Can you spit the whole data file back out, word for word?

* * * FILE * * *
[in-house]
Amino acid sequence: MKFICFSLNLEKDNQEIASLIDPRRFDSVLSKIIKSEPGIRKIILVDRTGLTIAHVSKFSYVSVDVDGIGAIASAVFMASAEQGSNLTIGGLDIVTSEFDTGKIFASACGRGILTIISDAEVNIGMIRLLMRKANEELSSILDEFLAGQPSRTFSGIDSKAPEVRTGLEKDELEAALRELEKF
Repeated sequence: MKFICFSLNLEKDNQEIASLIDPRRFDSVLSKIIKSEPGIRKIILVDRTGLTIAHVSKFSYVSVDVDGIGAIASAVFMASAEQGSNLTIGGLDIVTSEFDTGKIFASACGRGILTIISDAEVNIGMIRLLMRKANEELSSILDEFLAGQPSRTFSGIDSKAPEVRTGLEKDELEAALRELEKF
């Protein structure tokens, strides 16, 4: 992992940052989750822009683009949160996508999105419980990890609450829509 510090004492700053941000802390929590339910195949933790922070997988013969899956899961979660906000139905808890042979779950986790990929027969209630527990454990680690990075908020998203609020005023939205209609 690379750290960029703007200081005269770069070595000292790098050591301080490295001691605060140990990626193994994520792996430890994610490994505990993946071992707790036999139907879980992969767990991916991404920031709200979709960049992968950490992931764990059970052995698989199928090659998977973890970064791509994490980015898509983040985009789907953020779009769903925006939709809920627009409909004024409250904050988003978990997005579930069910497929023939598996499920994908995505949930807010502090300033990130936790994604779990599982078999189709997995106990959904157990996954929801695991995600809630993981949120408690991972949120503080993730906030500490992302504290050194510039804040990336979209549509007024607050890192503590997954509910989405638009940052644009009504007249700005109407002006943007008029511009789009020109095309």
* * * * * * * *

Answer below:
[in-house]
Amino acid sequence: MKFICFSLNLEKDNQEIASLIDPRRFDSVLSKIIKSEPGIRKIILVDRTGLTIAHVSKFSYVSVDVDGIGAIASAVFMASAEQGSNLTIGGLDIVTSEFDTGKIFASACGRGILTIISDAEVNIGMIRLLMRKANEELSSILDEFLAGQPSRTFSGIDSKAPEVRTGLEKDELEAALRELEKF
Repeated sequence: MKFICFSLNLEKDNQEIASLIDPRRFDSVLSKIIKSEPGIRKIILVDRTGLTIAHVSKFSYVSVDVDGIGAIASAVFMASAEQGSNLTIGGLDIVTSEFDTGKIFASACGRGILTIISDAEVNIGMIRLLMRKANEELSSILDEFLAGQPSRTFSGIDSKAPEVRTGLEKDELEAALRELEKF
């Protein structure tokens, strides 16, 4: 992992940052989750822009683009949160996508999105419980990890609450829509 510090004492700053941000802390929590339910195949933790922070997988013969899956899961979660906000139905808890042979779950986790990929027969209630527990454990680690990075908020998203609020005023939205209609 690379750290960029703007200081005269770069070595000292790098050591301080490295001691605060140990990626193994994520792996430890994610490994505990993946071992707790036999139907879980992969767990991916991404920031709200979709960049992968950490992931764990059970052995698989199928090659998977973890970064791509994490980015898509983040985009789907953020779009769903925006939709809920627009409909004024409250904050988003978990997005579930069910497929023939598996499920994908995505949930807010502090300033990130936790994604779990599982078999189709997995106990959904157990996954929801695991995600809630993981949120408690991972949120503080993730906030500490992302504290050194510039804040990336979209549509007024607050890192503590997954509910989405638009940052644009009504007249700005109407002006943007008029511009789009020109095309």